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A North Boat- which?
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A North Boat- which?

Here we find one of the the steamers of the North of Scotland Orkney and Shetland Steam Navigation Company (and you can imagine how that would have looked on their sign above their office which was next to the St Ola Hotel) at Kirkwall pier.

I'm not sure if it is the St Magnus, St Rognvald, St Ninian, St Clements or whatever, and would be grateful for a name or a date, which is also a guess.
Large Version View Large Version
Picture added on 26 April 2004
Comments:
It is definitely NOT the Ninian, But I can't help you any more than that.

Added by Norma on 26 April 2004
That looks very like my memories of the old Magnus. Maybe in the '50s
Added by Morag robinson on 27 April 2004
It is my opinion that this is the St. Magnus III built 1924 and disposed of in 1960.
See pages 127-129 of Gordon Donaldson's book "Northwards by Sea" and the photo on page 80 of same.
Added by P. Burges. on 28 April 2004
I have to agree with Peter Burges, and just because he is my cousin. Open web site "North of Scotland, Orkney and Shetland postcards", page 1, click on "St Magnus (3) 1924-60", second photo taken from similar angle as Ian Heddle's photo. every detail fits - definitely St Magnus 3.
Added by Tom Scott on 29 April 2004
I agree, this is st magnus iii. She was built at hall & russell and entered service in 1924. Originally she had a black funnel which was repainted yellow in the late 1930's.

taken over by the adn\miralty from 1934 to 1940 she took part in the norweigian campaign before returning to the aberdeen/lerwick service, during that time she was attacked by enemy aircraft twice.

after the war she served on the main indirect route and from 1950 on the weekend service.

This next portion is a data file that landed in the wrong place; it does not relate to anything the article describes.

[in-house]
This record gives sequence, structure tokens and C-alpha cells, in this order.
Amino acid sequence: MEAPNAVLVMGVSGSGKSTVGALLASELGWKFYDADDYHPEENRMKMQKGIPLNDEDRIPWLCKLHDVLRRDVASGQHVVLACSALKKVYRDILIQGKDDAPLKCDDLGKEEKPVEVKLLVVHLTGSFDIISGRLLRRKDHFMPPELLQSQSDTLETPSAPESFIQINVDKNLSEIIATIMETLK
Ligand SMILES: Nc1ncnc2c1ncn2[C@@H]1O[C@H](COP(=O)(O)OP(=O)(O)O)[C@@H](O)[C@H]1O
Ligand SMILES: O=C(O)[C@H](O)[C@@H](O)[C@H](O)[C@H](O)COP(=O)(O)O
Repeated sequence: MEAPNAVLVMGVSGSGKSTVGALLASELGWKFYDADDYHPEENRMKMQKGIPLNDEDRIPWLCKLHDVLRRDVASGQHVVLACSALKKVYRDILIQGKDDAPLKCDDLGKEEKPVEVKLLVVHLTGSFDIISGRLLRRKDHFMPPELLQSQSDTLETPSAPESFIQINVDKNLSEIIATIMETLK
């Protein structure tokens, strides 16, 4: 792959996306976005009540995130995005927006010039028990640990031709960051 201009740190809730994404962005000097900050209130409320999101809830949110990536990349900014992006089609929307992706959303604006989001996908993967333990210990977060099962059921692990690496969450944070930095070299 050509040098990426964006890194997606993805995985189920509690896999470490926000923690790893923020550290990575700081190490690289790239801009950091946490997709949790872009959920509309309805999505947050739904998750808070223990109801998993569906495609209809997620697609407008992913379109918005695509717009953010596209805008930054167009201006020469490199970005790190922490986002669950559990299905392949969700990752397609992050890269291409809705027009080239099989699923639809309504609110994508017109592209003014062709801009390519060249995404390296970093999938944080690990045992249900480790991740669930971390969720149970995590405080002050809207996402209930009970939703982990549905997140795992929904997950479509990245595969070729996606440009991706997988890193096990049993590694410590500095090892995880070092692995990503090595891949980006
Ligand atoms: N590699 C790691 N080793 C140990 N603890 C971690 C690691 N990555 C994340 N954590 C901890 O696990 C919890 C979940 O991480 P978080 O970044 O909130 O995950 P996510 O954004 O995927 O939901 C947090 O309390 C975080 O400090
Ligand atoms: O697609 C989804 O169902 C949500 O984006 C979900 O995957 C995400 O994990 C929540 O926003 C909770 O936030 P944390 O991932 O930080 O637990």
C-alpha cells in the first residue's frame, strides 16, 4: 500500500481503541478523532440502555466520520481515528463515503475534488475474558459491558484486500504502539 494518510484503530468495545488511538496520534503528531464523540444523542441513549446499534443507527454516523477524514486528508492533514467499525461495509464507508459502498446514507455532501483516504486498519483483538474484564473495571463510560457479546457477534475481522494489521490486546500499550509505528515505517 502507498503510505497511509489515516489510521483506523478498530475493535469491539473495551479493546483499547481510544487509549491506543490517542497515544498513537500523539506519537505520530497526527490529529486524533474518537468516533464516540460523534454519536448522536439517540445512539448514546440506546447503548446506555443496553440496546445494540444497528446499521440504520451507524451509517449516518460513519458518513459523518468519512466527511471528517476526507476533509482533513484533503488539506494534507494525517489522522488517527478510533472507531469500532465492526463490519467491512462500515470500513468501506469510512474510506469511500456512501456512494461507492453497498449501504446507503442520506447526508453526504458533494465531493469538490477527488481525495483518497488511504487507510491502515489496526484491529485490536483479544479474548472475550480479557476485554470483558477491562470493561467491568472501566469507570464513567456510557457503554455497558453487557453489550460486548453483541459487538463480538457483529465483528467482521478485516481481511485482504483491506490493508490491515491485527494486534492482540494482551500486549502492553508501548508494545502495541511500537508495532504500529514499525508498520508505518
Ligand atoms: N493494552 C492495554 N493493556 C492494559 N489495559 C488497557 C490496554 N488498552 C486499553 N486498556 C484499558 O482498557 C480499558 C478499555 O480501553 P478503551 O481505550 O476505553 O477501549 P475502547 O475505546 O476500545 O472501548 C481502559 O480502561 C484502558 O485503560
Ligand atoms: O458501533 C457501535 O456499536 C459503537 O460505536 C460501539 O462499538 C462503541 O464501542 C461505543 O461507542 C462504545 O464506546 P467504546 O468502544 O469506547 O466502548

given the hight of the funnel and the amount of smoke, I would suggest that this photograph pre-dates her conversion to oil firing. A lovely picture, can we have more of these please!

she was converted to oil firing in the early 1950's and her funnel replaced with a shorter version. She was scrapped in 1960
Added by David Robinson on 15 May 2004
Picture 119 is of St Clair, built 1937 which was renamed St Magnus in 1960 which is probably why there is no name obvious on her bow

Added by Alastair Cormack on 08 November 2005
My name is Elizabeth Anne Skipper (Shearer before I was married ). I sailed on the st Ninian from Leith with my Mother and Father in my early teens- I am now 66 years of age and i will always remember my journey to Orkney and then on to shetland, it was such an adventure for me.

One thing that sticks out in my mind was when we docked at Orkney and had a stroll through the town and looked at the shops we had something to eat from a lovely cake shop and bakery .

My time on the journey was spent on the bridge with the captain and the first and second officers at 4 o'clock in the morning a seaman brought a huge pot of tea and a plate piled high with toast it was delicious.

Next day we sailed on to Shetland and spent some time there. My Father then found he had lost his flat cap in Orkney- we docked at Orkney on the way back from Shetland and again walked back through the town and low and behold his cap was on the window ledge of the lovely cake shop. He was so happy to be reunited with his favorite bunnet.

These are my memories of the St Ninian and Orkney and shetland .